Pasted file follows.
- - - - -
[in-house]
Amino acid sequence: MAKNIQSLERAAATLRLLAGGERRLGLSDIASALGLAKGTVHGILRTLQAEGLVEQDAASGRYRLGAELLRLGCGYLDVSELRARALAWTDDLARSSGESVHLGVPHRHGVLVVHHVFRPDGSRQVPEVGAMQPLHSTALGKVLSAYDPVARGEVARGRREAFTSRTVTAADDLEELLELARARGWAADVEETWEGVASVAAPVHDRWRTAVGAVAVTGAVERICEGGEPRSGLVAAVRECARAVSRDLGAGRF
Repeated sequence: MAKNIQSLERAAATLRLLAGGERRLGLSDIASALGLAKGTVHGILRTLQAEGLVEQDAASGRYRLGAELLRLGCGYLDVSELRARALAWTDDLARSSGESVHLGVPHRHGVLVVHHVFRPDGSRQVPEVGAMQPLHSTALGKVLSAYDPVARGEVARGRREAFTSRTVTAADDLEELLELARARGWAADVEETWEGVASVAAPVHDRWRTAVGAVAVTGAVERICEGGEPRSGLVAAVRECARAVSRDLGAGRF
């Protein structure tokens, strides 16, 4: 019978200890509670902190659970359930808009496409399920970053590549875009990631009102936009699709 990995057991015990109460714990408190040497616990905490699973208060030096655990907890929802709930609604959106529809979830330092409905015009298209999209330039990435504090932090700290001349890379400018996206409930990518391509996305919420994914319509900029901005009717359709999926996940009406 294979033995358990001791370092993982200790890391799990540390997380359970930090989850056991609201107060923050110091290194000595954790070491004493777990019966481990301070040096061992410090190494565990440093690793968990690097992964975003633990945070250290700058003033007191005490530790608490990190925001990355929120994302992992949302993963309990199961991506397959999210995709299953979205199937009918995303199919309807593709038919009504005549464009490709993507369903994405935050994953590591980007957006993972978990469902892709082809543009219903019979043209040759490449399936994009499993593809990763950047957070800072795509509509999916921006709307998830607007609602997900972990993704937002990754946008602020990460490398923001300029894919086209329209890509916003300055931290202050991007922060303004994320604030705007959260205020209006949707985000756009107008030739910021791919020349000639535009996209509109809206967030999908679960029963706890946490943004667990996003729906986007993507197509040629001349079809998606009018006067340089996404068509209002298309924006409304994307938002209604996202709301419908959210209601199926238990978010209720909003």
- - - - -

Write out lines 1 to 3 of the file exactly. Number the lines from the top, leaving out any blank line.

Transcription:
[in-house]
Amino acid sequence: MAKNIQSLERAAATLRLLAGGERRLGLSDIASALGLAKGTVHGILRTLQAEGLVEQDAASGRYRLGAELLRLGCGYLDVSELRARALAWTDDLARSSGESVHLGVPHRHGVLVVHHVFRPDGSRQVPEVGAMQPLHSTALGKVLSAYDPVARGEVARGRREAFTSRTVTAADDLEELLELARARGWAADVEETWEGVASVAAPVHDRWRTAVGAVAVTGAVERICEGGEPRSGLVAAVRECARAVSRDLGAGRF
Repeated sequence: MAKNIQSLERAAATLRLLAGGERRLGLSDIASALGLAKGTVHGILRTLQAEGLVEQDAASGRYRLGAELLRLGCGYLDVSELRARALAWTDDLARSSGESVHLGVPHRHGVLVVHHVFRPDGSRQVPEVGAMQPLHSTALGKVLSAYDPVARGEVARGRREAFTSRTVTAADDLEELLELARARGWAADVEETWEGVASVAAPVHDRWRTAVGAVAVTGAVERICEGGEPRSGLVAAVRECARAVSRDLGAGRF